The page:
The London Hydraulic Power Company
One of my favourite things about walking London is the little things you find that tell a big story. Take this valve cover marked LHP in Royal Mint Street. Its a remnant of the London Hydraulic Power Company, a network that powered equipment all over London in the late 19th and early 20th century. Hydraulic power, using water compressed by a steam engine to work machinery, had been developed by Lord Armstrong to control cranes in Woolwich Arsenal in the 1850s. This was all very well in big sites but smaller sites didn’t have room for a steam engine. What was needed was a way to have the power generated off site. Step forward a young engineer called Edward Ellington. At the age of 26 he set up a company to distribute hydraulic power through a network of pipes from a central steam engine. In 1871 after a successful pilot in Hull the company built a pumping station near Blackfriars Bridge, with a network of hessian wrapped cast iron pipes providing power to cranes and factories in the docks. By the 1890s the network had expanded to five pumping stations and 180 miles of pipes. They powered theatre curtains, clocks and a turntable on the stage at the Royal Opera House. Hydraulic powered lifts meant that buildings could be taller, while hydraulic powered printing presses meant newspapers and books became more affordable.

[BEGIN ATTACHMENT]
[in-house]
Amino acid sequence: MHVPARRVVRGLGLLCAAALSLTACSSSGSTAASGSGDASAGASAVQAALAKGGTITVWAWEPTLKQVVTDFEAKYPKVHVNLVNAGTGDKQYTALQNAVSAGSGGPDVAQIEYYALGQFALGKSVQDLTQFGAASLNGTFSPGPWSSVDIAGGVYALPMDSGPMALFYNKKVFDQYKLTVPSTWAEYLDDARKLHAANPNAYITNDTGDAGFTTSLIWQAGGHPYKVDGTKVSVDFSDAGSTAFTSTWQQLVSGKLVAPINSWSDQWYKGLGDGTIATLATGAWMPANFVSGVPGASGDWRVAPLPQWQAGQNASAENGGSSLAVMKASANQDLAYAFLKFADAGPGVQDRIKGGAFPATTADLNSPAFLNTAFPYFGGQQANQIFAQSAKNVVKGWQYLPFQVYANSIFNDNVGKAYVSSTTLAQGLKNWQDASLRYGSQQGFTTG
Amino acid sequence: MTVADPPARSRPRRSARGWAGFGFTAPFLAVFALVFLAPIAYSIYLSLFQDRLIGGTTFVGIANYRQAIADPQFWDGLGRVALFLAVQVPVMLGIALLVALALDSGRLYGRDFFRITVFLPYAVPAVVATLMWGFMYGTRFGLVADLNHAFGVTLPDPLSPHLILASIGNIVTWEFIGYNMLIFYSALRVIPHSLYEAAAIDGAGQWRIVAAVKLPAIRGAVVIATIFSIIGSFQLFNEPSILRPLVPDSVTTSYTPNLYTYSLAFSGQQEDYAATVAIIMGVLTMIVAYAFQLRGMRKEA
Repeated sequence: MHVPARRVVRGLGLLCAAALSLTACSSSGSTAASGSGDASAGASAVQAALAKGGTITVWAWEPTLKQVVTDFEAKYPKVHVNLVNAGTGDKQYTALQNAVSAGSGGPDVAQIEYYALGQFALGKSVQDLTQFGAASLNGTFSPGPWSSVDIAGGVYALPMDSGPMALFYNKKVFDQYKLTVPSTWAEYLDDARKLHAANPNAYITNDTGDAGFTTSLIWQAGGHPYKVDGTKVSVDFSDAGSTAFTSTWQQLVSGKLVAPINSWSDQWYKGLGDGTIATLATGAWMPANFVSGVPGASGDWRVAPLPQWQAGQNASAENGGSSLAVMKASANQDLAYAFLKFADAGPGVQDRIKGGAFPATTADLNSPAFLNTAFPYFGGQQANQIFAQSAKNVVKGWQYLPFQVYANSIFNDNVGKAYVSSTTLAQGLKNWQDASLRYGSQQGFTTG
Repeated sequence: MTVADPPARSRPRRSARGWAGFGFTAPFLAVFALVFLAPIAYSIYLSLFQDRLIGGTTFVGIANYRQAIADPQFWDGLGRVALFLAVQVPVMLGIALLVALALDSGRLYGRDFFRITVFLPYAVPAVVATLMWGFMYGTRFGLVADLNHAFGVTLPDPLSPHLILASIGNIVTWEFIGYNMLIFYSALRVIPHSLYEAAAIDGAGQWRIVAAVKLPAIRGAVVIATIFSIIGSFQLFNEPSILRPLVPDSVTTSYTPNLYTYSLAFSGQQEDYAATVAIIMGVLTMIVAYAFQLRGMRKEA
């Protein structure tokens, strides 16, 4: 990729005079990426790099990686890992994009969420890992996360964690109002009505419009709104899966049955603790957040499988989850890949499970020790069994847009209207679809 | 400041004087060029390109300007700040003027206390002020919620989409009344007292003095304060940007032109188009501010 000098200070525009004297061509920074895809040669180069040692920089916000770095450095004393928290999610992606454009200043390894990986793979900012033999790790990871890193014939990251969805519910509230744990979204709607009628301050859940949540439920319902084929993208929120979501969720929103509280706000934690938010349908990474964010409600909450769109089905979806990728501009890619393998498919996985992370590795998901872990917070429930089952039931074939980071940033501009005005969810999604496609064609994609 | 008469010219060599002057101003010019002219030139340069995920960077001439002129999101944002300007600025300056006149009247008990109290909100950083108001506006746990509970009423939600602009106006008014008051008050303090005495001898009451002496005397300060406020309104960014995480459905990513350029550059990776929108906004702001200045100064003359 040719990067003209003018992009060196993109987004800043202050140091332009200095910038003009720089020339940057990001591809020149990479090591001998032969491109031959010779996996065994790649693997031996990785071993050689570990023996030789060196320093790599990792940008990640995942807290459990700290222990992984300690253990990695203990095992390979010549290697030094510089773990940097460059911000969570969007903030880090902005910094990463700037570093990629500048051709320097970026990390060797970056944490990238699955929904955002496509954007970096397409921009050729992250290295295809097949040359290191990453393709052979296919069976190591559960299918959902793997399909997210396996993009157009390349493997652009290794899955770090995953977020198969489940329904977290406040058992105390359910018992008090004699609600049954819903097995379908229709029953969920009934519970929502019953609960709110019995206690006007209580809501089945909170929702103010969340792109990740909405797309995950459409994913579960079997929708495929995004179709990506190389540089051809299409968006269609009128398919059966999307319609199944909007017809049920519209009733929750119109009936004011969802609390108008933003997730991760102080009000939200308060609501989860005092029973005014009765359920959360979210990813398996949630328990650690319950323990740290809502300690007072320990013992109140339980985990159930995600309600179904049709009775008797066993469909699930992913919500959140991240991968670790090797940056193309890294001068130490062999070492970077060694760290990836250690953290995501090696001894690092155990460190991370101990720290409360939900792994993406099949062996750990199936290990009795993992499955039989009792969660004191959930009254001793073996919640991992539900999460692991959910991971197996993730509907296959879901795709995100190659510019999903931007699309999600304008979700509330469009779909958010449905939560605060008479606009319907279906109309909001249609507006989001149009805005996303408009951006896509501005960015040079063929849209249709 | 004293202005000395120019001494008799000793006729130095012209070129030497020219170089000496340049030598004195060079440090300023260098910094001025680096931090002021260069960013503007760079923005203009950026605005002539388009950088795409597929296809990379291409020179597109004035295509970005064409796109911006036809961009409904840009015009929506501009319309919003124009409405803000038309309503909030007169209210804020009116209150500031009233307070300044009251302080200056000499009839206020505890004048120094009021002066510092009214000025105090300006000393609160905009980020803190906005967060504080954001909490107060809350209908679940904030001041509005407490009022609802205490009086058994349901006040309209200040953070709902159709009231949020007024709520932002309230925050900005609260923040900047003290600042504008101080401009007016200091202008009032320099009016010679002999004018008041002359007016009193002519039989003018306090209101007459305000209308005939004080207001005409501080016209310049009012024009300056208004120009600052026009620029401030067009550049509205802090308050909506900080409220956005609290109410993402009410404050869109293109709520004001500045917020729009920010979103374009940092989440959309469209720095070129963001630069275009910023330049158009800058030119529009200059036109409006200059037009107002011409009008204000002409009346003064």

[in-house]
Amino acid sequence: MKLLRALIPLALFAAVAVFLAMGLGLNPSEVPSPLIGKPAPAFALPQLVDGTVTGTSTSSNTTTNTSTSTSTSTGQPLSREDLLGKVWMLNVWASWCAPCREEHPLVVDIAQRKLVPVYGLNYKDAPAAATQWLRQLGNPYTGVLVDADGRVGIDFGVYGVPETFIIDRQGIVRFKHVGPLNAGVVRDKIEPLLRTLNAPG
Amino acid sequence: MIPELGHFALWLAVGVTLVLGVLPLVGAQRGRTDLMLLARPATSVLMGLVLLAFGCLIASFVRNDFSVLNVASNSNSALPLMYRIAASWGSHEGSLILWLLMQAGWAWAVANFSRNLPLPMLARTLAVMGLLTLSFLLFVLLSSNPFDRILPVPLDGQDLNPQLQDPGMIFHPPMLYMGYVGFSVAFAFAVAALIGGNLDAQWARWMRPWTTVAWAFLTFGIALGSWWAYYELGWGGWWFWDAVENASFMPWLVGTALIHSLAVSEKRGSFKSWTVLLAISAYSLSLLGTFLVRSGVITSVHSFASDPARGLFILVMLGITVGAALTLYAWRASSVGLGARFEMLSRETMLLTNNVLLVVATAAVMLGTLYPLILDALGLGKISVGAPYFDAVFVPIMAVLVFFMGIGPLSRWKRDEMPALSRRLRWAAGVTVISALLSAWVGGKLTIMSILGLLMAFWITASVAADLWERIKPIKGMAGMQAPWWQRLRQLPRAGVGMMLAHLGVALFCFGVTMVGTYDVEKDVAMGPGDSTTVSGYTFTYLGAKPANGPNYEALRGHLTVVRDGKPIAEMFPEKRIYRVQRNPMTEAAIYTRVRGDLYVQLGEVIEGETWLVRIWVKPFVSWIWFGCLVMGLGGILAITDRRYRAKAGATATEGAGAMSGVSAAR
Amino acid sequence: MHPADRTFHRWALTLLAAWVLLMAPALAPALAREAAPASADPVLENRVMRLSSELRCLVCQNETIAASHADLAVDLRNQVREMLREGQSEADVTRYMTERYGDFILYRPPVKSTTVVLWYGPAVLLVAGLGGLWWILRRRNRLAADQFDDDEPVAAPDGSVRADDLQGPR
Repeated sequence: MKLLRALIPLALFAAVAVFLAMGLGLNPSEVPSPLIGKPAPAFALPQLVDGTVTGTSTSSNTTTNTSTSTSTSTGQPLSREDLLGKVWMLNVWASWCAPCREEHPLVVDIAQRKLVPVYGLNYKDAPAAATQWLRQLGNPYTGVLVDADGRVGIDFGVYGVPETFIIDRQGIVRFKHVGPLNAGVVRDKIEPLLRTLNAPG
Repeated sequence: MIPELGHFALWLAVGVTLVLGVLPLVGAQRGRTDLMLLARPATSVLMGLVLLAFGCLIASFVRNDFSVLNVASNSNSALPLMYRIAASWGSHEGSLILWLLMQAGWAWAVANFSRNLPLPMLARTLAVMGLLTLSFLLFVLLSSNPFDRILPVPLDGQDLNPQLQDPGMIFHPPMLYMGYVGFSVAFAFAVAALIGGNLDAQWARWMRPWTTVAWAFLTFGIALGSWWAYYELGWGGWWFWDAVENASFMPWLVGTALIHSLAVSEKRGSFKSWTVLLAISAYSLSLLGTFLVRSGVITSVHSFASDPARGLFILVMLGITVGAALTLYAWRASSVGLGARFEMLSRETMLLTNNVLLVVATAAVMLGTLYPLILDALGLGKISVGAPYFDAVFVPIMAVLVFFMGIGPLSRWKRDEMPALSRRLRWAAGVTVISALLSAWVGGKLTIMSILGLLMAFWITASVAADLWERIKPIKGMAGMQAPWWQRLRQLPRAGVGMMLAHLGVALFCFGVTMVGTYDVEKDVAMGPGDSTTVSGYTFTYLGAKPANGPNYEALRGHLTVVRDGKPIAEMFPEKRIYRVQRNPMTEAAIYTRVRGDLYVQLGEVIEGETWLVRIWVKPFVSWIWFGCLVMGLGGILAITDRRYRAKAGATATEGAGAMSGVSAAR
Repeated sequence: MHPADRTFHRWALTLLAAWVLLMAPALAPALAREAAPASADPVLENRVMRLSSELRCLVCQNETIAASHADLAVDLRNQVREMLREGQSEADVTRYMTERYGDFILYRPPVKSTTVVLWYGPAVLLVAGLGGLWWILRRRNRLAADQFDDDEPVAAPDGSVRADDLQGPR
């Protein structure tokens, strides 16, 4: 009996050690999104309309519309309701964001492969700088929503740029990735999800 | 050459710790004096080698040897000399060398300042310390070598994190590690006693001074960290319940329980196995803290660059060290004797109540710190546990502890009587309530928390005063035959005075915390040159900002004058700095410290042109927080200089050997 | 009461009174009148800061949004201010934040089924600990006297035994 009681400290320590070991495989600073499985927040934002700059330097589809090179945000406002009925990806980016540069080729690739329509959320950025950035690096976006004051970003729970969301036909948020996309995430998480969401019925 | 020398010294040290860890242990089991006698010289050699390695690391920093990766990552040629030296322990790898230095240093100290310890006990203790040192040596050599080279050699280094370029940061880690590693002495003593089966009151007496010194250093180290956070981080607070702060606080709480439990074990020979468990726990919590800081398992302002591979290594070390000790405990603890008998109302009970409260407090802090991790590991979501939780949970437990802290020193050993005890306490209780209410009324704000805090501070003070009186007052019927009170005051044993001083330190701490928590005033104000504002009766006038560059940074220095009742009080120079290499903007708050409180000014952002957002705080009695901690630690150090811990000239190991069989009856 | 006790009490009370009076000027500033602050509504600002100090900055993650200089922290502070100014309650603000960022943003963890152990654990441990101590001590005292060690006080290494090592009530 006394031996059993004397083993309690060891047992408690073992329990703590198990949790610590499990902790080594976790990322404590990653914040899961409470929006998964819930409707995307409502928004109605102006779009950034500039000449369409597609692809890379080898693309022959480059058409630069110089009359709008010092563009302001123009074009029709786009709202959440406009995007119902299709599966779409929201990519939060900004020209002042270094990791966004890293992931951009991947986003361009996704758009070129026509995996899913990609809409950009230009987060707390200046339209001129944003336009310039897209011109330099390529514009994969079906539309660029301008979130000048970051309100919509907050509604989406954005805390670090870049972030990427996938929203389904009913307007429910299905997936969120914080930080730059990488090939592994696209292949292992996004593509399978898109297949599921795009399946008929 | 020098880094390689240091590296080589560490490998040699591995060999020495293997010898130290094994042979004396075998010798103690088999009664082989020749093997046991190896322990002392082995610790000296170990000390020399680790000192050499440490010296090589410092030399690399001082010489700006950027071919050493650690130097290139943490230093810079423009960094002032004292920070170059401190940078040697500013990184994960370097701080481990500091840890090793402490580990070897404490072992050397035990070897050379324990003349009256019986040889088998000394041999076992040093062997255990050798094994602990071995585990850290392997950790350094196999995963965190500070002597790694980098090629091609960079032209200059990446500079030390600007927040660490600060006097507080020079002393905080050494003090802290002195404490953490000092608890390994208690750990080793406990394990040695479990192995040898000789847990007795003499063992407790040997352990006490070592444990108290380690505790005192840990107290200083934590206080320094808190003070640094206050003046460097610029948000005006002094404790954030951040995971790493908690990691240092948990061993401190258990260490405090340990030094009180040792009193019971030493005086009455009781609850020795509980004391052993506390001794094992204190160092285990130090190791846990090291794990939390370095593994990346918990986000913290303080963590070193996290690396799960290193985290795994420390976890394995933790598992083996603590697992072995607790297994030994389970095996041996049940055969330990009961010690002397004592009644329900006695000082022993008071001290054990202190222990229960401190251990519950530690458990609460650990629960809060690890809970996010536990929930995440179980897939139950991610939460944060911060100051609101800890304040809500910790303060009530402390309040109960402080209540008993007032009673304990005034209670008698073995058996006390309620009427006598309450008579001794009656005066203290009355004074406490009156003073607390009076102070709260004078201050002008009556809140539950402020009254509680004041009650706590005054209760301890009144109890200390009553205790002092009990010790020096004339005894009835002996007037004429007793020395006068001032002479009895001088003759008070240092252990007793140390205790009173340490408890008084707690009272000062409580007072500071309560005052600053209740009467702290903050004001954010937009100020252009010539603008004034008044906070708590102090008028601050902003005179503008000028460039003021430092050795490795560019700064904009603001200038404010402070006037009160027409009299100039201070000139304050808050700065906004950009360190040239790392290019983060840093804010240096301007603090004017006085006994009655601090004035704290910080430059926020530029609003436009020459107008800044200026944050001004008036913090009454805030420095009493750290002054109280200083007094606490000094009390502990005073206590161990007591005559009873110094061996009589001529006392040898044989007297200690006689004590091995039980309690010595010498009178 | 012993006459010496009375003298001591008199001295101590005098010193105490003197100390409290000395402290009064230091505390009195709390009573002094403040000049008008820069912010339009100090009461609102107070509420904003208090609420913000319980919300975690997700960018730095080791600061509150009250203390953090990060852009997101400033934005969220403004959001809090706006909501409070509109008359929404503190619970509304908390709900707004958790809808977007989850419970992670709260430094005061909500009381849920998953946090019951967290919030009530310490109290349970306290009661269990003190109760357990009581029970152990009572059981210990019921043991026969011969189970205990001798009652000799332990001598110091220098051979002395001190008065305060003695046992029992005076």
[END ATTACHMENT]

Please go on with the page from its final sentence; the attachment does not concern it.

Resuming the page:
The great days didnt last. There was increasing competition from electricity after World War One and the pipes often burst causing damage to streets. The Blitz destroyed big chunks of the LHPs network but somehow the company limped on until 1977 when Cable and Wireless bought their subterranean routes. The valve covers are the most visible survivors of the LHP, you can find them all over London. One of the pumping stations is now a restaurant and art gallery, http://www.thewappingproject.
com/ which has kept some of the machinery intact. Near the Tower of London you can find a round building marked London Hydraulic Power Company, this is the entrance to the Tower Subway, which was originally an old pedestrian tunnel the LHP bought to carry power under the Thames
The LHP might seem like an engineering dead end, but they played a part in turning London into the worlds first modern city. You can hear more about the engineers and inventors involved in my walk The Makers of Modern London that will be running on 22nd January 2015 – see http://www.eventbrite.co.uk/e/the-makers-of-modern-london-tickets-14648934357 for more information.